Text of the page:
U.S. House takes hard line on China over Hong Kong, Huawei
Wednesday, 16 October 2019 The U.S. House of Representatives on Tuesday passed four pieces of legislation taking a hard line on China, three related to pro-democracy protests in Hong Kong and one commending Canada in its dispute over the extradition of a Chinese telecom executive.
HONG KONG (Reuters) - Hong Kong pro-democracy activists and riot police clashed in chaotic scenes around the city on Sunday, with police in riot gear chasing protesters through crowds of lunchtime shoppers. Anti-government protesters ride escalators during a demonstration at New Town Plaza shopping...
The Democratic-led U.S. House of Representatives passed a stopgap funding bill on Tuesday to keep the federal government operating through Dec. 11, after striking a deal with Republicans on aid for farmers and nutritional assistance to children. Ryan Brooks reports.
U.S. Democratic presidential candidate Joe Biden warned the United Kingdom that it must honour the Northern Irish peace deal as it extracts itself from the European Union or there would be no U.S. trade deal. Adam Reed reports.
[NFA] U.S. President Donald Trump's intelligence chief on Sunday defended his decision to cease in-person Congressional briefings on election security, while Democrats said the move would suppress critical information about foreign election meddling and warned they may subpoena testimony. This report produced by Yahaira Jacquez.
[NFA] President Donald Trump is willing to sign a $1.3 trillion coronavirus relief bill, White House Chief of Staff Mark Meadows said on Friday, but Democratic House of Representatives Speaker Nancy Pelosi said the sum was not enough to meet the needs of the American people. This report produced by Jillian Kitchener.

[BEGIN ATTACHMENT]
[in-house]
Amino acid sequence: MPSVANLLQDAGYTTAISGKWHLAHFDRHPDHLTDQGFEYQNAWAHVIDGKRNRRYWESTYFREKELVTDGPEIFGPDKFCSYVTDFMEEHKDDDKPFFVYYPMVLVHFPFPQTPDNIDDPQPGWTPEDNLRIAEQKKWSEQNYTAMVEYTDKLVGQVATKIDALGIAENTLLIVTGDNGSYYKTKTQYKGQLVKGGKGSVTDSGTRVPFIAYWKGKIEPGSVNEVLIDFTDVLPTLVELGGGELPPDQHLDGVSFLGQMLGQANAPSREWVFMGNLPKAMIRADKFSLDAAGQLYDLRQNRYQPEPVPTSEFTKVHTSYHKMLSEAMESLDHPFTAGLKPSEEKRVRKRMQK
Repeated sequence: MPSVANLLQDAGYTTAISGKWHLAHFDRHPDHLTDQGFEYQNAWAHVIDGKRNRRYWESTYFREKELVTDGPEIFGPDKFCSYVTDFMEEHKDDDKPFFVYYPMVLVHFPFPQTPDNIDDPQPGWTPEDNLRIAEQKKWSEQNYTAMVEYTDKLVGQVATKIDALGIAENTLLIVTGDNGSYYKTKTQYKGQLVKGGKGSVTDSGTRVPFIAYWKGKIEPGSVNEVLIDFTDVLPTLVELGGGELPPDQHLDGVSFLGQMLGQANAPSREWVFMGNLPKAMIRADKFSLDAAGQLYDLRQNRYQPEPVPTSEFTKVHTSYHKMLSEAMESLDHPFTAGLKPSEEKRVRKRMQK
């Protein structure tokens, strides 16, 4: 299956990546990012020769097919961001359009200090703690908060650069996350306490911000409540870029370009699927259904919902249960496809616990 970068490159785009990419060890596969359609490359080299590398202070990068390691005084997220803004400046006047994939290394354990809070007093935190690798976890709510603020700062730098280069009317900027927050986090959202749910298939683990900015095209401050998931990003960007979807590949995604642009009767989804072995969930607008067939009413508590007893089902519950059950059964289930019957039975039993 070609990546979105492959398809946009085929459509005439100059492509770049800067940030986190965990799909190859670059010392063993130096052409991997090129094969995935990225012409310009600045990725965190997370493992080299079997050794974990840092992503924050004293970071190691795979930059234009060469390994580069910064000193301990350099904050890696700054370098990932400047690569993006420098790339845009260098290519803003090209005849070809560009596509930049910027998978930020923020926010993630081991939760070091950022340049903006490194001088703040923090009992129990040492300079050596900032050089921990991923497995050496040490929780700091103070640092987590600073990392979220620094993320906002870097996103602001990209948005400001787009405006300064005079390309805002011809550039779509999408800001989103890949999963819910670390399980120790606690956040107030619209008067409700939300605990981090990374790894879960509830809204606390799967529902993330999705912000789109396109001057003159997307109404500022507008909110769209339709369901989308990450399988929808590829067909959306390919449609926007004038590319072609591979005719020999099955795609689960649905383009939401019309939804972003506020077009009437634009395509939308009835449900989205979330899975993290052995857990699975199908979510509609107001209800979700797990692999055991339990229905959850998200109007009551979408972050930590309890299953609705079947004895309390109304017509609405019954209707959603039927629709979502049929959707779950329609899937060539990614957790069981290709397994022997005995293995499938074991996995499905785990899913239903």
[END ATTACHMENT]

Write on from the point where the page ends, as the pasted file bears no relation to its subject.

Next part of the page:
[NFA] The Democratic-led U.S. House of Representatives voted on Saturday to provide the cash-strapped Postal Service with $25 billion and block policy changes that have stirred concerns about mail-in balloting ahead of the presidential election. This report produced by Jillian Kitchener.
Equity benchmark indices traded lower during early hours on September 22 while Asian markets opened weak after the sharp pullback overnight in US stocks. At 10:15 am, the BSE S-P Sensex was down by 301 points or 0.79 per cent at 37,733 while the Nifty 50 moved lower by 66 points or 0.59 per cent at 11,184. All sectoral indices at the National Stock Exchange were in the negative terrain with Nifty realty dipping by 4.6 per cent, PSU bank by 3.2 per cent, metal by 2.9 per cent and auto by 2.3 per cent. Among stocks, energy major GAIL was the top loser after sliding 4.9 per cent to Rs 83.85 per share. Adani Ports fell by 4.5 per cent and Tata Motors by 4 per cent. Tata Steel, Hindalco, ONGC, Bajaj Finance, Zee Entertainment and Bharti Infratel too traded lower by over 3 per cent. However, Tata Consultancy Services and ICICI Bank were in the green with thin margins. Meanwhile, Asian markets opened weak even after the sharp pullback overnight in US stocks. Investor sentiment took a hit with possible delays in expanded US stimulus. The undertone remained cautious as Europe sees some countries lockdown for the second time as COVID-19 cases jump which could hurt economic activity. Hong Kong shares of HSBC and Standard Chartered fell more than 2 per cent each as global banking stocks remained under intense pressure on reports about financial institutions allegedly moving illicit funds. MSCI's broadest index of Asia Pacific shares outside Japan was down by 0.5 per cent. Hong Kong's Hang Seng index was down by 0.5 per cent while Japanese markets were closed for a public holiday.
Chinese telecom giant Huawei Technologies said on Wednesday its supply chain was under attack from the United States and called on Washington to reconsider trade restrictions which are hurting suppliers globally. Francis Maguire reports.
China blamed the United Kingdom on Thursday for deteriorating ties after Prime Minister Boris Johnson slapped a 5G ban on Huawei, accusing London of poisoning the relationship by meddling in Hong Kong's affairs.